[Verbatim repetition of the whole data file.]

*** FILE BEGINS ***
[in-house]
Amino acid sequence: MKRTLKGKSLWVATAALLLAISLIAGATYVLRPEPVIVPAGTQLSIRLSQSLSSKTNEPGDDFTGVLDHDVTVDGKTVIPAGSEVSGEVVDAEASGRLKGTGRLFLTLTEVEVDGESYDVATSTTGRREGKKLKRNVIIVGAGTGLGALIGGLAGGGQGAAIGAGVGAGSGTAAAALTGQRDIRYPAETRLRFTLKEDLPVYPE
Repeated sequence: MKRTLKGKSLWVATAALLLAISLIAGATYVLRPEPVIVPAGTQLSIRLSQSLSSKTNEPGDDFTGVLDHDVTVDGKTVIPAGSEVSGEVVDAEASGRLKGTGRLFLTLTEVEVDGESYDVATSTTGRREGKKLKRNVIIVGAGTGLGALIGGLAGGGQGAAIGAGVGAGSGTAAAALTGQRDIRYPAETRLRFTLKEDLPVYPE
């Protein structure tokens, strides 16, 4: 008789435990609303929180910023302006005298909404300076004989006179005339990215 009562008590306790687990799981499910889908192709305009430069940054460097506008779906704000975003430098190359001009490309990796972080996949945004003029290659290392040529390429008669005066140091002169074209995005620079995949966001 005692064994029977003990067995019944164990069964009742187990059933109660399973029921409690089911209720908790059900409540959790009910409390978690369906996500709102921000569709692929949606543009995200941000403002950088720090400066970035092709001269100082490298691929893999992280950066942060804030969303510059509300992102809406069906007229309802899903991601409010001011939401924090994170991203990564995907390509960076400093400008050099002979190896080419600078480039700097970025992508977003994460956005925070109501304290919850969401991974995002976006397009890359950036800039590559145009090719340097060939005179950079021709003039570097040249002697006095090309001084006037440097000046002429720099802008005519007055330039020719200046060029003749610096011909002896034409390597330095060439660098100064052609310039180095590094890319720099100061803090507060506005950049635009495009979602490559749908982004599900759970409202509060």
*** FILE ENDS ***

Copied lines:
[in-house]
Amino acid sequence: MKRTLKGKSLWVATAALLLAISLIAGATYVLRPEPVIVPAGTQLSIRLSQSLSSKTNEPGDDFTGVLDHDVTVDGKTVIPAGSEVSGEVVDAEASGRLKGTGRLFLTLTEVEVDGESYDVATSTTGRREGKKLKRNVIIVGAGTGLGALIGGLAGGGQGAAIGAGVGAGSGTAAAALTGQRDIRYPAETRLRFTLKEDLPVYPE
Repeated sequence: MKRTLKGKSLWVATAALLLAISLIAGATYVLRPEPVIVPAGTQLSIRLSQSLSSKTNEPGDDFTGVLDHDVTVDGKTVIPAGSEVSGEVVDAEASGRLKGTGRLFLTLTEVEVDGESYDVATSTTGRREGKKLKRNVIIVGAGTGLGALIGGLAGGGQGAAIGAGVGAGSGTAAAALTGQRDIRYPAETRLRFTLKEDLPVYPE
């Protein structure tokens, strides 16, 4: 008789435990609303929180910023302006005298909404300076004989006179005339990215 009562008590306790687990799981499910889908192709305009430069940054460097506008779906704000975003430098190359001009490309990796972080996949945004003029290659290392040529390429008669005066140091002169074209995005620079995949966001 005692064994029977003990067995019944164990069964009742187990059933109660399973029921409690089911209720908790059900409540959790009910409390978690369906996500709102921000569709692929949606543009995200941000403002950088720090400066970035092709001269100082490298691929893999992280950066942060804030969303510059509300992102809406069906007229309802899903991601409010001011939401924090994170991203990564995907390509960076400093400008050099002979190896080419600078480039700097970025992508977003994460956005925070109501304290919850969401991974995002976006397009890359950036800039590559145009090719340097060939005179950079021709003039570097040249002697006095090309001084006037440097000046002429720099802008005519007055330039020719200046060029003749610096011909002896034409390597330095060439660098100064052609310039180095590094890319720099100061803090507060506005950049635009495009979602490559749908982004599900759970409202509060």